My goal, as an alcohol-illiterate woman-child, was basically not to come off as an arrested weenie-head. I didn't want to remark on how orangey an orange liqueur was, or whatever. (Answer: pretty orangey, and I know because the very first thing I did was remark on how orangey it was.)

I maintained a distance from all other humans present, who trotted around the store making remarks like “This one is grotty, but with undertones of nepotism.” I was out of my depth. The universe (having nothing better to do) was clearly telling me to go home and play with My Little Ponies.

But I don’t have these at home (rather, they are in my parents’ basement). So instead I walked the store and thought. I was thinking about all the “adult” things we should be versed in by our late twenties, yet aren’t. To clarify, I should explain that by “we” I mean “I.” Here is a list of adult tasks with which I have, shall we say, differences:

Hammering a Nail Into a Wall. I am a thoroughgoing wimp when it comes to this. This is because hammering a nail into a wall (a) makes noise, (b) damages the wall, and (c) worst of all, you run the very real risk of hanging up a picture. Fortunately, I have found a tried-and-true technique to help. It consists of asking my roommate to hammer in the nail for me. If you are similarly afflicted I urge you to do the same. She is available for a fee.

Issues With My Apartment. This one also involves my roommate. Every so often my chest fills with dread when she informs me something is wrong with the apartment. This is because I have a condition called Apartment-Problem Deafness, which means that every problem with the apartment sounds like this: 

“The sloon is fnurking again,” she’ll say.

And I’ll say, “What?”

“I said the sloon is fnurking again,” she’ll repeat. “Do you think you can talk to the super?”

The problem is, she’s not actually saying “sloon” and “fnurking.” She is saying something perfectly sensible that MY ARRESTED BRAIN, being unable to deal with the situation, REFUSES TO HEAR.

I try my best to play it cool, though we both know I am bluffing. “Sure, I’ll talk to the super,” I say, knowing full well all I can say to him is “Super, the sloon is fnurking again.”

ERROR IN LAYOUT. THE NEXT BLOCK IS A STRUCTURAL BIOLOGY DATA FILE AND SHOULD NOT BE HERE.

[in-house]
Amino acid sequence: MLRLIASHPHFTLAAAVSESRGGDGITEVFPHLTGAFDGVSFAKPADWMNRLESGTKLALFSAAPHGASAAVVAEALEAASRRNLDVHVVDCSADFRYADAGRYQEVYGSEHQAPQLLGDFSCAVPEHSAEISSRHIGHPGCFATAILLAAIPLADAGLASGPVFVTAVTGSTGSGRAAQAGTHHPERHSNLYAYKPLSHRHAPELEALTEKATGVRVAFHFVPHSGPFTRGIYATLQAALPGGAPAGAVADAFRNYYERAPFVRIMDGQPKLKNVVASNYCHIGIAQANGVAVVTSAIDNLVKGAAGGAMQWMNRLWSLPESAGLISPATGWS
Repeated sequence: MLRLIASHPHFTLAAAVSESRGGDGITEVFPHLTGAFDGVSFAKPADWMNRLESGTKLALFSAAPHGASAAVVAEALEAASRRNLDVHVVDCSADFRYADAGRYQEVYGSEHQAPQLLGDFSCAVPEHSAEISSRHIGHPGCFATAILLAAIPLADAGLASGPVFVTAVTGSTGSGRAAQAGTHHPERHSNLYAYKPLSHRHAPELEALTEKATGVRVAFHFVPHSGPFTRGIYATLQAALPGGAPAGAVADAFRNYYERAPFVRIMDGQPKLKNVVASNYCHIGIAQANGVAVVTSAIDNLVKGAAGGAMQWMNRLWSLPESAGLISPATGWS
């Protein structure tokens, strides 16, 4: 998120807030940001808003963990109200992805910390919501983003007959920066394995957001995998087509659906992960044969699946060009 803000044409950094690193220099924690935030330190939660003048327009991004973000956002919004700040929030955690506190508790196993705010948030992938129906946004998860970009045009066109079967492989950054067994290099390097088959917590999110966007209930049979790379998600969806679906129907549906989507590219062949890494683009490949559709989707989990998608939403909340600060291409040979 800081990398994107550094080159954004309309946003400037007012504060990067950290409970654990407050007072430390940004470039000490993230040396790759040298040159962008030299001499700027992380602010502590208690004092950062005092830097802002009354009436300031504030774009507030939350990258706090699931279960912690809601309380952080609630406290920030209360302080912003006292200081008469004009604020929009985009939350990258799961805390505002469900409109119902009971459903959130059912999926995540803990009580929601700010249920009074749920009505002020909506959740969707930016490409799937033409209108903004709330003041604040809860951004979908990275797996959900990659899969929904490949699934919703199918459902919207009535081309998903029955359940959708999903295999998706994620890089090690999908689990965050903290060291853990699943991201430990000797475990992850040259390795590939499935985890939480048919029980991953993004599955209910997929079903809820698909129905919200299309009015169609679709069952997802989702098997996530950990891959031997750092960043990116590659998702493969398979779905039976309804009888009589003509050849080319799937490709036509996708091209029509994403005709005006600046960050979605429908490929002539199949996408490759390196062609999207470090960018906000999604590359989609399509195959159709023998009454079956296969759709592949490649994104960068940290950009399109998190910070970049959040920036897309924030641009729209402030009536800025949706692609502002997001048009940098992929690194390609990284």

Fortunately, the silver lining in all this is that the super and I do not speak the same first language and have trouble understanding each other anyway. So he does what he would do regardless, which is come over with a big filthy bucket and whack around randomly at things until the problem, somehow, is solved. So far our little system has never failed. I consider it a miracle of life.

Consumption of Breakfast. I always wake up ten to thirty minutes after I actually need to. This means my eternal plan to eat breakfast at home is never realized. Instead I end up grabbing a bagel at the Bunny Deli, where I appear so often that the entire staff has memorized my order of a bagel with one scrambled egg and one tomato. In some of them it’s so ingrained that they see my face and mutter immediately, “Egg tomato.” That’s who I am to them. One pulpy fruit and one infertile ovum. It’s what I always wanted to be when I grew up.

Small Manual Tasks, Including But Not Limited To The Operation of Coffee Makers and the Opening of My Door. I was once fired from a job because I did not know how to operate the boss’s coffee maker. I grew sixteen extra fingers and causing coffee to flood the premises. This caused her to throw a Mach 5 hissy fit, then dismiss me later that day for “lack of common sense,” which is code for bad Mr. Coffee skills. The present-day manifestation of this is that I cannot open my front door. I mean, I can open it, but not on the first or sometimes fourth try. This is because one lock goes one way and the other lock goes the other way, and – follow me closely here – neither of them goes the same way. I suspect that during the day, while I am gone, they switch themselves while giggling evilly. You can imagine the trial this was when I first moved in. But I’m pleased to report that today – following a mere three years of hard work and persistence – I am still not quite sure how to open my door.

After awhile of thinking about these things, you start to feel pretty damned incomplete as a human. At the very least you feel comical and bumbling, like a jack-in-the-box playing backwards. But then, as you go about the world, a funny thing happens. You start to observe something: EVERYONE is a jack-in-the-box playing backwards. Sure, some might play different tunes, and some might play faster or slower than others.* But not one, I assure you, is playing “correctly.” In other words, none of this keeps you from being an adult. Everybody is an adult. Nobody is an adult.

Which is why I say: give yourself a break. So what if you can’t open doors? So what if you have no breakfast talent? So WHAT if you can’t operate a coffee maker with which you don’t have a personal, deep relationship, especially if the owner of said coffee maker is a raving sphincter-head? The point is, you have value outside of these things. ... Or at least I assume you do. I don’t know you.

Is any of this a revelation? I feel confident it is not. And frankly, that’s how I prefer things: I like my insights non-revelatory, my doors needlessly complex, and my liquor minimal. But when I do imbibe, I prefer something grotty, with undertones of nepotism.

* This is profound.